This post outlines how to redirect from a subdomain with Netflify for people who—like me—who don’t really understand what that means.🌝🌚

## Is this relatable?

I used to have two websites.

One was the “main” one, and it was a fork of a college friend’s slick JavaScript setup that I didn’t really understand. But—it looked awesome on a desktop, which made me think it looked awesome everywhere, until I completely finished putting it all together and then tried to show it to a friend on my phone. Completely incomprehensible on mobile.

And then there was the blog. That one lived on a subdomain, blog.simonpcouch.com, and it was a fork of Julia Silge’s (you’re the best, Julia!) old blog. I also didn’t really understand that one, but it was a Hugo Academic type deal that I found pretty easy to work with. Except when it didn’t typeset math properly, or… build on any computer except the laptop I originally wrote it on. The production build of that site was set up as a branch deploy—I pushed commits to a different GitHub branch, and the site used different build settings for that site.

So.

I merged them! My main website is now a Hugo Apéro site, and the blog lives on the same site. How modern.

## The problem

The content that used to live at:

blog.simonpcouch.com/blog/blog-post-slug


…now also lives at:

simonpcouch.com/blog/blog-post-slug


I’d rather that those old blog posts only live in one place, and preferably on my new website. So, it’d be great if, when someone heads to that first URL, the website will automatically send them to the same post on my new one.

Netlify’s docs about redirects seem pretty clear for the problem of redirecting within a domain, but I had trouble wrapping my head around how to solve this problem between domains. So, here’s the I-don’t-know-anything-about-web-dev version.

## Wheee

Let’s say your Branch Deploy deploys from the blog branch to blog.yoursite.com.

If you use the netlify.toml config file, that’s the publish entry in your context.branch-deploy config. Mine looked like this:

[context.branch-deploy]
command = "hugo --gc --minify -b \$DEPLOY_PRIME_URL"
publish = "public"
HUGO_VERSION = "0.68.3"


If you’ve set up your site build settings on the Netlify site, that entry lives in Site > Site Settings > Build & Deploy > Build settings > Publish directory.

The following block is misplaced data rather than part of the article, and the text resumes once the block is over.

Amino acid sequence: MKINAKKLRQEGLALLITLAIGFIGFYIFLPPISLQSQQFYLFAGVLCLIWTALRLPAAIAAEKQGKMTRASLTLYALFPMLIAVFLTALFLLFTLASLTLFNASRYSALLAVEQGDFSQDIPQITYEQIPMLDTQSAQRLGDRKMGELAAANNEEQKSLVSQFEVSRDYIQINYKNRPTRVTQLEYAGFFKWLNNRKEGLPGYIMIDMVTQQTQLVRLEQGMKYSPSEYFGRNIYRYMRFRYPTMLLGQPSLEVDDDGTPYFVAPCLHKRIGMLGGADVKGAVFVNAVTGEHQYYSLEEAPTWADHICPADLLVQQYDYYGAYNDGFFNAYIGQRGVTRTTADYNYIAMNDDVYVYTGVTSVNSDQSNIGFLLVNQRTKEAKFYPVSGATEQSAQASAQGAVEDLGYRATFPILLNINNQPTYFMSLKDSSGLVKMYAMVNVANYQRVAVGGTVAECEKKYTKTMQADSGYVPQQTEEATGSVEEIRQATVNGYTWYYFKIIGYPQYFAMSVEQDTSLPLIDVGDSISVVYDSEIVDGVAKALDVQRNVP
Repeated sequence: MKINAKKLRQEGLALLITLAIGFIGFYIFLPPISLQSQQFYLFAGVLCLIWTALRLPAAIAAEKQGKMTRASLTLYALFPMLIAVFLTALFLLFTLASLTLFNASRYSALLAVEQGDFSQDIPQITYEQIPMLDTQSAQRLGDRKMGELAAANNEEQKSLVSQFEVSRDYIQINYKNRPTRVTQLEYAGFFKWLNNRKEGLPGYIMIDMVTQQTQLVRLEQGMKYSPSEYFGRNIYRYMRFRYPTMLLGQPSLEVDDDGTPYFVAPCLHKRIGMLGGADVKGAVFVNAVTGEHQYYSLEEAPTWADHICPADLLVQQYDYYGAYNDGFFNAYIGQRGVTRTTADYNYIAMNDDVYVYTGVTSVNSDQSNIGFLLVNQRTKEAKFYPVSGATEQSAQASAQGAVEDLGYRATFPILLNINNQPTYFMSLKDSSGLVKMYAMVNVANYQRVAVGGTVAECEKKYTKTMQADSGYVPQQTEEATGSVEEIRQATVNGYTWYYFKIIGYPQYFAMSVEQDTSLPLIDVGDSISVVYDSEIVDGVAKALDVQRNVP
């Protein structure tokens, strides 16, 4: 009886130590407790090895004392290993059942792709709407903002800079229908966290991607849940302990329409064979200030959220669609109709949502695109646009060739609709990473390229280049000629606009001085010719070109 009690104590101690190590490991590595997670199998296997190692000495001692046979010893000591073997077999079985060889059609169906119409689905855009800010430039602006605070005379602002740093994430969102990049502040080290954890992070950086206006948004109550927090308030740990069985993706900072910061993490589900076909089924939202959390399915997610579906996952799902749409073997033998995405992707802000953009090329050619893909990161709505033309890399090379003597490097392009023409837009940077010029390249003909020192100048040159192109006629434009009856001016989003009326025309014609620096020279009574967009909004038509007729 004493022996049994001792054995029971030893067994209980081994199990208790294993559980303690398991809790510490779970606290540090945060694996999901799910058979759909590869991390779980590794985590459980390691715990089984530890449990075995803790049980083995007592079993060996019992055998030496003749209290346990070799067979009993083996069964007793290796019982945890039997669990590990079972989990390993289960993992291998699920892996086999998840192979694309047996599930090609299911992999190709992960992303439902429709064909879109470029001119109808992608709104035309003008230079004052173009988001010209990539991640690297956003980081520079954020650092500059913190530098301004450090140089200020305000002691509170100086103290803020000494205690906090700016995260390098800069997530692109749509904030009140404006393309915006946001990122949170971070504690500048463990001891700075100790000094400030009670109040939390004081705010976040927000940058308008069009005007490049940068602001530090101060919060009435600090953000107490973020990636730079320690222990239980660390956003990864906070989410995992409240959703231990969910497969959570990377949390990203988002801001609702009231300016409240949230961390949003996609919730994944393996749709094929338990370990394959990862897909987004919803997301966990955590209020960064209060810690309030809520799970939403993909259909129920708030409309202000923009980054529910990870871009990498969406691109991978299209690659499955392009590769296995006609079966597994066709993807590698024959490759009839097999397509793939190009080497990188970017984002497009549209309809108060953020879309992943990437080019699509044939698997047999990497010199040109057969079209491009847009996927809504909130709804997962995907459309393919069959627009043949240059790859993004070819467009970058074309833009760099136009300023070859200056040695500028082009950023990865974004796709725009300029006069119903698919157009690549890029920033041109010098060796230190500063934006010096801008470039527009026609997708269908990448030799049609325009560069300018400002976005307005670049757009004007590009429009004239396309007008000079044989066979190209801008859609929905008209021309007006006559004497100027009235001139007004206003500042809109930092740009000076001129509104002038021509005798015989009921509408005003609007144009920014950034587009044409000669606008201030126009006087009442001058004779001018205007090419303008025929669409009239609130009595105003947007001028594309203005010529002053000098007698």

For Hugo sites, that publish directory is public.

Navigate to that publish directory on the branch that you’d like to redirect from. That is, I wanted to redirect from blog.simonpcouch.com to simonpcouch.com, so I went to public folder in the blog branch.

Now, you’ll create a new text file here called _redirects. No extension needed. :)

To be clear, you don’t need to do anything on the main, production branch to make this work!

## Configuring _redirects

Depending on your setup, this file might only be a couple lines. Generally, the format is like so:

https://blog.yoursite.com/* https://www.yoursite.com/blog/:splat 301!


The LHS side entry matches URLs on the branch site, and RHS side entry matches URLs on the new site. Some things worth pointing out:

• The * at the end of the LHS URL means “anything can go here.” Anything that starts with blog.yoursite.com/ will be matched.
• The :splat at the end of the RHS URL will be replaced with whatever * was. If you want anything from blog.yoursite.com to just go to your new site’s homepage, you can just leave out :splat.
• The ! at the end of the RHS URL is weird. I’m just pattern matching. See these docs from Netlify for more on what’s happening there.

Once you have this entry set up as you like, it seems like it’s also worth making sure you do the same thing to URLs that are prefixed with http:// rather than https://. You’ll still want to send them to https:// on the RHS, though. For example, if you were using the rule above, pair it with:

http://blog.yoursite.com/* https://www.yoursite.com/blog/:splat 301!


…on a new line.

For an example, you can check out my redirect rules here:

http://blog.simonpcouch.com/* https://www.simonpcouch.com/:splat 301!
https://blog.simonpcouch.com/* https://www.simonpcouch.com/:splat 301!


All of the URLs for blog posts on my old website just have that first blog. bit taken away. Slick. 🦆

I’m not sure how niche this problem is and how obvious this solution may be to others. I guess I could set up analytics on this website and see how many people view this post, but that would require more messing around with web stuff. 🤪

Hehe. I appreciate you dropping by, and hope this will be helpful for some!

Posted on:
July 20, 2022
Length: